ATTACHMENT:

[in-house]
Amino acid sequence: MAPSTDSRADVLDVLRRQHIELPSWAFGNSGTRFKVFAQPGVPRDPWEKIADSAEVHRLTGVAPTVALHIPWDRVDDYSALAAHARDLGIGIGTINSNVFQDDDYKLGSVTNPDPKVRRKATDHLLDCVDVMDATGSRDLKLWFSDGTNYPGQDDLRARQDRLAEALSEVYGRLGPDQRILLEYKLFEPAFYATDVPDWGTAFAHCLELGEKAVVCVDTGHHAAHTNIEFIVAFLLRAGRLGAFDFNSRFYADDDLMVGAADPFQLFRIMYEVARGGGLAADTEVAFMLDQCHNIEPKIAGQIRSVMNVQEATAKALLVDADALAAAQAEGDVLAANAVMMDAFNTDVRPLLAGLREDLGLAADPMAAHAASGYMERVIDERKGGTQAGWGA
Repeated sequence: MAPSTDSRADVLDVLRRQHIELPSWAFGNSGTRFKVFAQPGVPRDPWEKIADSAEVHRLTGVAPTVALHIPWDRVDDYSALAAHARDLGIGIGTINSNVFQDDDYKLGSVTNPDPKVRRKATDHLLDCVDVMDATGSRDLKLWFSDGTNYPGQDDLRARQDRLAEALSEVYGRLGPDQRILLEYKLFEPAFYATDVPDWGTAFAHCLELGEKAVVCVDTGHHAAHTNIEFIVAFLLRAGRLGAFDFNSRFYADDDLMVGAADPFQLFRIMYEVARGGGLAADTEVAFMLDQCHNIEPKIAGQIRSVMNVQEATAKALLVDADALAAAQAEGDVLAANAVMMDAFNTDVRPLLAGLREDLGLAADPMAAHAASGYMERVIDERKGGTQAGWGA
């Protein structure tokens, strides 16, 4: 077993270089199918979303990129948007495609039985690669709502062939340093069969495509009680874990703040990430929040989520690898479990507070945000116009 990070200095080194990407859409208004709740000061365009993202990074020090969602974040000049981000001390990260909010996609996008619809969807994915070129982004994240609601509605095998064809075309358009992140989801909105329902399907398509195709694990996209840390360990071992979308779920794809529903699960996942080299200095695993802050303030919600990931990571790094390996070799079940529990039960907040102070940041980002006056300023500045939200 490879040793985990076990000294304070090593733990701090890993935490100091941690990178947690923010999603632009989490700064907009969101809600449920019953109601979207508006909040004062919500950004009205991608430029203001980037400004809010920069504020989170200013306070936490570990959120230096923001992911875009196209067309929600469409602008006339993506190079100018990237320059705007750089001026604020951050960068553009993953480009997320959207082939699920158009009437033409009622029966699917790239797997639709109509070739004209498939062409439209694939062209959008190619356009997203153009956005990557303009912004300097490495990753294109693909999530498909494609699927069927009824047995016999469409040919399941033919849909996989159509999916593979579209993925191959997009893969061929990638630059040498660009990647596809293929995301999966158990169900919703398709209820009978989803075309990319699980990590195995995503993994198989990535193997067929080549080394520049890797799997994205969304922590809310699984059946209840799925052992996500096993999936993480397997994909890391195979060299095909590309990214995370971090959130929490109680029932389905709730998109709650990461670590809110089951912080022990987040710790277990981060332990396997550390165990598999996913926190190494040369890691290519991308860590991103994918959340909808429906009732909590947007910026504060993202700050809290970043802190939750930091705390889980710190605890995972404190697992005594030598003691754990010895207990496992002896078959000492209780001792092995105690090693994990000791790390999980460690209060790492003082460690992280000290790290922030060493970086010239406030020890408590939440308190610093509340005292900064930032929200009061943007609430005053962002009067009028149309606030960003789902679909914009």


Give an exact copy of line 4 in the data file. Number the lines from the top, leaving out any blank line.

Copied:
């Protein structure tokens, strides 16, 4: 077993270089199918979303990129948007495609039985690669709502062939340093069969495509009680874990703040990430929040989520690898479990507070945000116009 990070200095080194990407859409208004709740000061365009993202990074020090969602974040000049981000001390990260909010996609996008619809969807994915070129982004994240609601509605095998064809075309358009992140989801909105329902399907398509195709694990996209840390360990071992979308779920794809529903699960996942080299200095695993802050303030919600990931990571790094390996070799079940529990039960907040102070940041980002006056300023500045939200 490879040793985990076990000294304070090593733990701090890993935490100091941690990178947690923010999603632009989490700064907009969101809600449920019953109601979207508006909040004062919500950004009205991608430029203001980037400004809010920069504020989170200013306070936490570990959120230096923001992911875009196209067309929600469409602008006339993506190079100018990237320059705007750089001026604020951050960068553009993953480009997320959207082939699920158009009437033409009622029966699917790239797997639709109509070739004209498939062409439209694939062209959008190619356009997203153009956005990557303009912004300097490495990753294109693909999530498909494609699927069927009824047995016999469409040919399941033919849909996989159509999916593979579209993925191959997009893969061929990638630059040498660009990647596809293929995301999966158990169900919703398709209820009978989803075309990319699980990590195995995503993994198989990535193997067929080549080394520049890797799997994205969304922590809310699984059946209840799925052992996500096993999936993480397997994909890391195979060299095909590309990214995370971090959130929490109680029932389905709730998109709650990461670590809110089951912080022990987040710790277990981060332990396997550390165990598999996913926190190494040369890691290519991308860590991103994918959340909808429906009732909590947007910026504060993202700050809290970043802190939750930091705390889980710190605890995972404190697992005594030598003691754990010895207990496992002896078959000492209780001792092995105690090693994990000791790390999980460690209060790492003082460690992280000290790290922030060493970086010239406030020890408590939440308190610093509340005292900064930032929200009061943007609430005053962002009067009028149309606030960003789902679909914009």